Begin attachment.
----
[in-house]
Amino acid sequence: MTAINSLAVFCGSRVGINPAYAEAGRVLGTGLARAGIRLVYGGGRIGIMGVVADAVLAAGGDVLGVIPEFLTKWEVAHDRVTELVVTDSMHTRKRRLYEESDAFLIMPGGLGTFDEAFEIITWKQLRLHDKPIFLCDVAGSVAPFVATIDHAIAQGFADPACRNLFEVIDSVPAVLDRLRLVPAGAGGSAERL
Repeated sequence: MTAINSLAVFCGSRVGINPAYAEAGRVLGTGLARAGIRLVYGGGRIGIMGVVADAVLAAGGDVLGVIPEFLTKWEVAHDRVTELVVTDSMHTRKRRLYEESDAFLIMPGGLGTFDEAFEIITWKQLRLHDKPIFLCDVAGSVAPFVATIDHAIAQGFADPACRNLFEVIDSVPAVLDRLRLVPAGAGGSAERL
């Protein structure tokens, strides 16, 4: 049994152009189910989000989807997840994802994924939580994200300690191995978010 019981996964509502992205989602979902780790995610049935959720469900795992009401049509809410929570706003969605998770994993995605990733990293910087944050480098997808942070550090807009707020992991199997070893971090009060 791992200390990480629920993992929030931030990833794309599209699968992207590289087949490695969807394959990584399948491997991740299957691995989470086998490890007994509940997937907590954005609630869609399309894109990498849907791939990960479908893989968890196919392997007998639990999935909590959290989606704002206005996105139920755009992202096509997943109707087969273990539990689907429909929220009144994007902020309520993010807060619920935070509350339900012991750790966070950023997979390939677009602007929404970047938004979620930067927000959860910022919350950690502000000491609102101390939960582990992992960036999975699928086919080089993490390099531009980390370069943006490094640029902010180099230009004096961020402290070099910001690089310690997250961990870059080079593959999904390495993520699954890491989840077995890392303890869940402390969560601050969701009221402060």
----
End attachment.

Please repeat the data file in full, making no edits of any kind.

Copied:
[in-house]
Amino acid sequence: MTAINSLAVFCGSRVGINPAYAEAGRVLGTGLARAGIRLVYGGGRIGIMGVVADAVLAAGGDVLGVIPEFLTKWEVAHDRVTELVVTDSMHTRKRRLYEESDAFLIMPGGLGTFDEAFEIITWKQLRLHDKPIFLCDVAGSVAPFVATIDHAIAQGFADPACRNLFEVIDSVPAVLDRLRLVPAGAGGSAERL
Repeated sequence: MTAINSLAVFCGSRVGINPAYAEAGRVLGTGLARAGIRLVYGGGRIGIMGVVADAVLAAGGDVLGVIPEFLTKWEVAHDRVTELVVTDSMHTRKRRLYEESDAFLIMPGGLGTFDEAFEIITWKQLRLHDKPIFLCDVAGSVAPFVATIDHAIAQGFADPACRNLFEVIDSVPAVLDRLRLVPAGAGGSAERL
């Protein structure tokens, strides 16, 4: 049994152009189910989000989807997840994802994924939580994200300690191995978010 019981996964509502992205989602979902780790995610049935959720469900795992009401049509809410929570706003969605998770994993995605990733990293910087944050480098997808942070550090807009707020992991199997070893971090009060 791992200390990480629920993992929030931030990833794309599209699968992207590289087949490695969807394959990584399948491997991740299957691995989470086998490890007994509940997937907590954005609630869609399309894109990498849907791939990960479908893989968890196919392997007998639990999935909590959290989606704002206005996105139920755009992202096509997943109707087969273990539990689907429909929220009144994007902020309520993010807060619920935070509350339900012991750790966070950023997979390939677009602007929404970047938004979620930067927000959860910022919350950690502000000491609102101390939960582990992992960036999975699928086919080089993490390099531009980390370069943006490094640029902010180099230009004096961020402290070099910001690089310690997250961990870059080079593959999904390495993520699954890491989840077995890392303890869940402390969560601050969701009221402060």